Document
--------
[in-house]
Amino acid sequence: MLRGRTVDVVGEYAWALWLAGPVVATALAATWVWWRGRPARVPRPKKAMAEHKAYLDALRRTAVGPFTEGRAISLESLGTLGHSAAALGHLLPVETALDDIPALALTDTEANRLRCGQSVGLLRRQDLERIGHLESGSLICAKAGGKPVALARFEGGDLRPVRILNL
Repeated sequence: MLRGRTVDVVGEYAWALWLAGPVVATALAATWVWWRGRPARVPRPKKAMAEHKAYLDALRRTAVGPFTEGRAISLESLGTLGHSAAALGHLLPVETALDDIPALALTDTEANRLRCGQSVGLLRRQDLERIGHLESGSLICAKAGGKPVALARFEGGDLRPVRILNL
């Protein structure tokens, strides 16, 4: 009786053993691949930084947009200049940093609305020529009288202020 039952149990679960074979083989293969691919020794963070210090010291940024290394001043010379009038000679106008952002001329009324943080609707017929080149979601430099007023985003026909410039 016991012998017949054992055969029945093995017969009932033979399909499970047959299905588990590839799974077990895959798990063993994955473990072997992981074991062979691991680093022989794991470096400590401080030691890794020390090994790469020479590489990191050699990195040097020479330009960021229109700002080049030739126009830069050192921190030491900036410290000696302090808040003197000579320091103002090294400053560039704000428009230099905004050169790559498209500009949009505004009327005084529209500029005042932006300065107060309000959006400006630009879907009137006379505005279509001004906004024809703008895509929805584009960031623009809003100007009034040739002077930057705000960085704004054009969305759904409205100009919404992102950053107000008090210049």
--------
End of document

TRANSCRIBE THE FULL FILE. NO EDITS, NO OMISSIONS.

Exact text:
[in-house]
Amino acid sequence: MLRGRTVDVVGEYAWALWLAGPVVATALAATWVWWRGRPARVPRPKKAMAEHKAYLDALRRTAVGPFTEGRAISLESLGTLGHSAAALGHLLPVETALDDIPALALTDTEANRLRCGQSVGLLRRQDLERIGHLESGSLICAKAGGKPVALARFEGGDLRPVRILNL
Repeated sequence: MLRGRTVDVVGEYAWALWLAGPVVATALAATWVWWRGRPARVPRPKKAMAEHKAYLDALRRTAVGPFTEGRAISLESLGTLGHSAAALGHLLPVETALDDIPALALTDTEANRLRCGQSVGLLRRQDLERIGHLESGSLICAKAGGKPVALARFEGGDLRPVRILNL
């Protein structure tokens, strides 16, 4: 009786053993691949930084947009200049940093609305020529009288202020 039952149990679960074979083989293969691919020794963070210090010291940024290394001043010379009038000679106008952002001329009324943080609707017929080149979601430099007023985003026909410039 016991012998017949054992055969029945093995017969009932033979399909499970047959299905588990590839799974077990895959798990063993994955473990072997992981074991062979691991680093022989794991470096400590401080030691890794020390090994790469020479590489990191050699990195040097020479330009960021229109700002080049030739126009830069050192921190030491900036410290000696302090808040003197000579320091103002090294400053560039704000428009230099905004050169790559498209500009949009505004009327005084529209500029005042932006300065107060309000959006400006630009879907009137006379505005279509001004906004024809703008895509929805584009960031623009809003100007009034040739002077930057705000960085704004054009969305759904409205100009919404992102950053107000008090210049």